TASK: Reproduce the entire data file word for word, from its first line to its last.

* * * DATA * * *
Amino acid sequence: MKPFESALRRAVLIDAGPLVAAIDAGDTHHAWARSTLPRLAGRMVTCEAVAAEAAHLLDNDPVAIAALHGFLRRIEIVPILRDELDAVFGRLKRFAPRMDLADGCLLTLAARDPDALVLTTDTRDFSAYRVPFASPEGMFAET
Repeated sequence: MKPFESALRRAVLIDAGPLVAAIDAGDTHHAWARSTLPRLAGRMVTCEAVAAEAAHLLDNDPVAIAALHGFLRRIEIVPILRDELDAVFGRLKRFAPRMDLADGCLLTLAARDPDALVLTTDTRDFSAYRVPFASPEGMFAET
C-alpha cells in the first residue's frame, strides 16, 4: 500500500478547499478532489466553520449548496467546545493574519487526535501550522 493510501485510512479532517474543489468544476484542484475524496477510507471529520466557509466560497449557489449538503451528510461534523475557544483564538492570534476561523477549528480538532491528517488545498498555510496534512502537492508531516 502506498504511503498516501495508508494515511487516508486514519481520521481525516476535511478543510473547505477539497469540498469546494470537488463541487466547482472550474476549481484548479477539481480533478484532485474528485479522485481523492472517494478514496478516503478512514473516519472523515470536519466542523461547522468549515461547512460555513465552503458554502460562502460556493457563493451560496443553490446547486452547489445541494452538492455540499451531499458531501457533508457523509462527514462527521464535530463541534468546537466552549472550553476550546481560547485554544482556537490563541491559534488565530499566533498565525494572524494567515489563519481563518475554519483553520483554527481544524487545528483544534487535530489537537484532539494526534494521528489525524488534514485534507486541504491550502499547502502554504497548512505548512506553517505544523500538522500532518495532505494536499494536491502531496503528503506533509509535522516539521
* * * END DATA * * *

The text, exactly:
Amino acid sequence: MKPFESALRRAVLIDAGPLVAAIDAGDTHHAWARSTLPRLAGRMVTCEAVAAEAAHLLDNDPVAIAALHGFLRRIEIVPILRDELDAVFGRLKRFAPRMDLADGCLLTLAARDPDALVLTTDTRDFSAYRVPFASPEGMFAET
Repeated sequence: MKPFESALRRAVLIDAGPLVAAIDAGDTHHAWARSTLPRLAGRMVTCEAVAAEAAHLLDNDPVAIAALHGFLRRIEIVPILRDELDAVFGRLKRFAPRMDLADGCLLTLAARDPDALVLTTDTRDFSAYRVPFASPEGMFAET
C-alpha cells in the first residue's frame, strides 16, 4: 500500500478547499478532489466553520449548496467546545493574519487526535501550522 493510501485510512479532517474543489468544476484542484475524496477510507471529520466557509466560497449557489449538503451528510461534523475557544483564538492570534476561523477549528480538532491528517488545498498555510496534512502537492508531516 502506498504511503498516501495508508494515511487516508486514519481520521481525516476535511478543510473547505477539497469540498469546494470537488463541487466547482472550474476549481484548479477539481480533478484532485474528485479522485481523492472517494478514496478516503478512514473516519472523515470536519466542523461547522468549515461547512460555513465552503458554502460562502460556493457563493451560496443553490446547486452547489445541494452538492455540499451531499458531501457533508457523509462527514462527521464535530463541534468546537466552549472550553476550546481560547485554544482556537490563541491559534488565530499566533498565525494572524494567515489563519481563518475554519483553520483554527481544524487545528483544534487535530489537537484532539494526534494521528489525524488534514485534507486541504491550502499547502502554504497548512505548512506553517505544523500538522500532518495532505494536499494536491502531496503528503506533509509535522516539521